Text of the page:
And my time served is spent playing one of the Score Attack modes in Reach‘s many playlists: Gruntpocalypse. In particular, Gruntpocalypse on the Corvette map. Because, over the course of ninety (yes, I just counted) games so far, I’ve nailed that particular process. Sprint ability; run for ammo. Scoot to top of ramp. Headshots as Grunts emerge from doors, stairs, doors. Clean up, wait for “reinforcement” announcement, run for ammo. Rinse, repeat… 970-ish cR for twelve minute’s work.

And, after those ninety games, there’s still plenty to learn, and plenty to surprise me. The different intonations of Grunts when they’ve got you in their sights; the way you can drag the reticule whilst firing for a better chance at a headshot. And the repetition has even helped my in-game skills somewhat; dropping back to help a friend on Normal this evening was a real joy, with my precision skills making me far more useful on the battlefield of Reach than the scaredycat of old.

Of course, to hit the (rumoured) top rank of Inheritor I only need an additional 19,758,126 cR – which is only around 20,370 more games of Gruntpocalypse on Corvette. Now that is a grinding challenge.

Lastly this week, I just wanted to sing the praises of three gamers I met during a Crackdown 2 session this weekend. We gathered using TrueAchievements‘ party support to wrap up some of Crackdown 2‘s trickier multiplayer co-op Achievements; focussing on a common goal, we nailed the immediate problem, and then the group started cleaning up other outstanding Achievements. This resulted in me wrapping up the current batch for the game (though I’m reluctant to strike the game from The List just yet, with additional DLC incoming), and a great wodge of progress for other players, too – it really was a wonderful session, with a great bunch of strangers gathering to be helpful. So thanks again to lordmaster andy, LitaOsiris, and hatchywatchy – for reminding me that not everyone on LIVE is a mewling teenager :)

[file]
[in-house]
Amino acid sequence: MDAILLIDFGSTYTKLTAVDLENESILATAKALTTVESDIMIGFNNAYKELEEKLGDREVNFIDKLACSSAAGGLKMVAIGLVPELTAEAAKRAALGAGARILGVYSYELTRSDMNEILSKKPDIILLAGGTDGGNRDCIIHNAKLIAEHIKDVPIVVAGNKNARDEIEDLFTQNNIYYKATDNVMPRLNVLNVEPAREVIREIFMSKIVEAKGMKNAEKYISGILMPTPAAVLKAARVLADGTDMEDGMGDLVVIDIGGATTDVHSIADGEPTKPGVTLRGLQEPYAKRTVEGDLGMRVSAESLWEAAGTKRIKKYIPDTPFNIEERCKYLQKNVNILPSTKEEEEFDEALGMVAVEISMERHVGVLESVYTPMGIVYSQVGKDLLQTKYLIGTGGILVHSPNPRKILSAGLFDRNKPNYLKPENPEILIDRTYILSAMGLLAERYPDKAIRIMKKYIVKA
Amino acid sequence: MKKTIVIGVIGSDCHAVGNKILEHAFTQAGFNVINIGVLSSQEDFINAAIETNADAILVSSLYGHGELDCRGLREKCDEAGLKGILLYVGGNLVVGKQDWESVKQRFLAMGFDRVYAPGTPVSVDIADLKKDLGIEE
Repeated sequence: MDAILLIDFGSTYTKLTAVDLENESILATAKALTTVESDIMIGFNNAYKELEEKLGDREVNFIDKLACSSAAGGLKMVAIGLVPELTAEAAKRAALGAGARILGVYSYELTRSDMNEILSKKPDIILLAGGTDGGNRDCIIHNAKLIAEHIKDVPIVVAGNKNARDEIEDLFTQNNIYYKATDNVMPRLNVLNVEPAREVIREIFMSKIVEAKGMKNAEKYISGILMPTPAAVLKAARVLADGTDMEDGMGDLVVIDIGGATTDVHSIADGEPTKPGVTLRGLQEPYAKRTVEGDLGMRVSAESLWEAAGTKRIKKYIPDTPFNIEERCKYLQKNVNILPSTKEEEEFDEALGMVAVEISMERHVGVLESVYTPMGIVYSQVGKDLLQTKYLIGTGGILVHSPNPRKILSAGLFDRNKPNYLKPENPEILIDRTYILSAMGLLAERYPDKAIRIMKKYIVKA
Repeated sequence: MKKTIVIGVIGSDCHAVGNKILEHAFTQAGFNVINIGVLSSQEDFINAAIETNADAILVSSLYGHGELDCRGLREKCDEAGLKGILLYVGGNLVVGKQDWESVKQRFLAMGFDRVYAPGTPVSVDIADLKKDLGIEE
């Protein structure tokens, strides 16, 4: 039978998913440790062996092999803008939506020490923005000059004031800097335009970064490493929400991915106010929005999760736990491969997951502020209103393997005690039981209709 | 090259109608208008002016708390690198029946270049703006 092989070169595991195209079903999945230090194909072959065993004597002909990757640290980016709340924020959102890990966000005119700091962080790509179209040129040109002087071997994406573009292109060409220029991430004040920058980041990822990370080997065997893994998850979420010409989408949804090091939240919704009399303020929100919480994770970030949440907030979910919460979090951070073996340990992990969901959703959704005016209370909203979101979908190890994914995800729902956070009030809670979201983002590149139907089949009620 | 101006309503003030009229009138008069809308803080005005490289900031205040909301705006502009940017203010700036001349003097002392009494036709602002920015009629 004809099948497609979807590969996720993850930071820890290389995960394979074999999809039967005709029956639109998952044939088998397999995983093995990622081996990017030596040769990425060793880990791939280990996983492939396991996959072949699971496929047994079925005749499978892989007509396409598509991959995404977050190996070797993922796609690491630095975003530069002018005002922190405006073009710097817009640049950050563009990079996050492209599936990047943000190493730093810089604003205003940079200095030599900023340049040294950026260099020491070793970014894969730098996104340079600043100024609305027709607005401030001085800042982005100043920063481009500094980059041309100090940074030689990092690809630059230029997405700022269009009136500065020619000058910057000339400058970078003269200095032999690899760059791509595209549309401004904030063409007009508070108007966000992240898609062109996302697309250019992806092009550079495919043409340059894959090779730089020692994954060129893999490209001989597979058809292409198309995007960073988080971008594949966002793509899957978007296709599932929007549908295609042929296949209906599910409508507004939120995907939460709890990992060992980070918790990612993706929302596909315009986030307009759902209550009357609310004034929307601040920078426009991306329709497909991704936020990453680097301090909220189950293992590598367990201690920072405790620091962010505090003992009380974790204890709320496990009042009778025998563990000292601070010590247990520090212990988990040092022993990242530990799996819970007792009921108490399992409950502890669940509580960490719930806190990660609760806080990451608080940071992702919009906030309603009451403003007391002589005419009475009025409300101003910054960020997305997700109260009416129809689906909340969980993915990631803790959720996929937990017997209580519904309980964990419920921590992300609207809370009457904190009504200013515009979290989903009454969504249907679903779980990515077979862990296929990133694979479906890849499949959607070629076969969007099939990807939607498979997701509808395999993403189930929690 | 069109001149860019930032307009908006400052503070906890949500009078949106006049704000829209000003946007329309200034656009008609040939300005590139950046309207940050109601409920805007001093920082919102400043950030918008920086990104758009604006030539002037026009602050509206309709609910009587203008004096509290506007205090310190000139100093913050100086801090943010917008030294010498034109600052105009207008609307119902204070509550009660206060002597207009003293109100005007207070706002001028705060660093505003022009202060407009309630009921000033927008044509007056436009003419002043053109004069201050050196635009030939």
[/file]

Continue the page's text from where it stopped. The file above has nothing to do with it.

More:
5 thoughts on “I Love A Good Grind…”

  1. I’m not a massive fan of grinding, with one current exception… the Etrian Odyssey series. I’ve just received my copy of EOIII, with a nice artbook. So I’ve got the whole series, despite the fact I’m technically nowhere on the first two. By hell, is it hard and does it force you to repeat and repeat and repeat those dungeons. Takes some amount of willpower, but for me, in these games, it’s worth it.

  2. Oooooh, now you’ve got me interested in Etrian Odyssey! A nice repetitive grind-fest… but can you over-level that way?

    And is the grinding something you can manage through muscle memory while doing something else? Currently, I’m grinding Chrono Trigger (and I mean literally! Just 86-ed Frog as I typed that last sentence!) whilst attending to blog, forum, and e-mail matters… :)

  3. I don’t know if it’s possible to over-level! I suppose eventually the first level critters should be easy, but I’ve never got to the point where the big FOEs are anything but a hard battle. But basically, you spend the entire game doing a level, going back to the surface, doing the level again and maybe pressing on a bit further into the next level, then running away again… over and over. You have to physically draw the map of each level, so once you’ve been through it a few times you know exactly where you’re going and how to avoid anything nasty if you know it’s there. Really old-school, like “The Bard’s Tale” old-school.

  4. Draw your own map? A novelty that may be, but inexcusable in this day and age ;)

    You’ve managed to un-sell me on it again – for which I guess I should be thankful (hey, the last thing I want is for The List to become a wasteland of long-term RPGs!) The flip-side of that is that Costume Quest looks (and feels) amazingly good… though is apparently short. Hurrah!